Social media has certainly become a an integral part of many people’s daily lives. But especially for those who spend a lot of time online, how does it affect their ability to interact and communicate with others when they find themselves face-to-face?
Psychology professor Krystine Batcho, of Lemoyne College sees both the upside and downside. “Overall we’ve benefited greatly from social media as a society,” she told WNEW in Washington DC. “But I think there are a lot of fears of what’s happening, that we’ve made interactions with other people too impersonal and a distancing phenomena is taking place.” She is particularly concerned that children may not be properly developing essential social skills.
Batcho also points out that how we act on the Internet may be different from how we would behave in person. She uses cyber-bullying as an example: “Studies suggest that it takes place in a more extreme way over social media because the authors feel no responsibility.” She explains that it can be easier to bully someone if you don’t have to look them in the eye–that some online bullies might think twice before doing it in-person, especially if they thought “authority figures” would catch them in the act.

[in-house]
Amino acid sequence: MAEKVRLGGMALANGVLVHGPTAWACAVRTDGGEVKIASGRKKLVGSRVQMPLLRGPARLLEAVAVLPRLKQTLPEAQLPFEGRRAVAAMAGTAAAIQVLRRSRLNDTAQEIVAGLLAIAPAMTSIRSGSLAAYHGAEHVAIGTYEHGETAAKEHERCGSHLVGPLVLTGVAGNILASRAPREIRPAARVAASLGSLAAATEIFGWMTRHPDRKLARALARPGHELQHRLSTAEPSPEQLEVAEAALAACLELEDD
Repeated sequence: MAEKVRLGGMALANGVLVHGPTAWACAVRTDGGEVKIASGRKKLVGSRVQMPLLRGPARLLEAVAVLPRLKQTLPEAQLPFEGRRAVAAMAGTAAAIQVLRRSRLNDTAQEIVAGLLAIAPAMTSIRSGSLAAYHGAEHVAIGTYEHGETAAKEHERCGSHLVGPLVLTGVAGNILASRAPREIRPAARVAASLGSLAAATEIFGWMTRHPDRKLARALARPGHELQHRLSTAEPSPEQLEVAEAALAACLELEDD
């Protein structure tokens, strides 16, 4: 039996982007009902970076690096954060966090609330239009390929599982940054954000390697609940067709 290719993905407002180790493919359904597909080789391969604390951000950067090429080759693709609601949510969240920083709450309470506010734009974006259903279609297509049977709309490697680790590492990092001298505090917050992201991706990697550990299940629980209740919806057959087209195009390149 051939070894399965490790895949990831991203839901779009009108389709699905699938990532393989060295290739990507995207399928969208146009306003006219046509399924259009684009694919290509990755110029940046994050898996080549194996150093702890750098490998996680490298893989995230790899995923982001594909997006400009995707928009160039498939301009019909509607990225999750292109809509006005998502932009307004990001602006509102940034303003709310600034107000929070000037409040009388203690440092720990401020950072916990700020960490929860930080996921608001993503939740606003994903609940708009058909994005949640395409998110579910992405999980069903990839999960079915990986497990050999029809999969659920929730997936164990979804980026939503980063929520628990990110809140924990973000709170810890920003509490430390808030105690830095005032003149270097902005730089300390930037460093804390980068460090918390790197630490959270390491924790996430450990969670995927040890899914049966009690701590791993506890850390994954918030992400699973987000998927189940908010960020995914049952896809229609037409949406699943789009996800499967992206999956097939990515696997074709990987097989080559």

While you may derive a lot of good from social media, Batcho acknowledges that for some it can have a negative impact: “There’s no doubt that when social media is used in place of real connections, that it can mentally cause a number of things to happen to them. Many people are talking about an addiction to social media and that people have become dependent on it. It has brought on anxiety and has made some people feel nervous or worried when they can’t access it.”
How has social media changed your life? Do you feel like your relationships with the people who matter in your life are better because of it, or do you find yourself spending so much time online that it’s at the expense of having quality time with family & friends?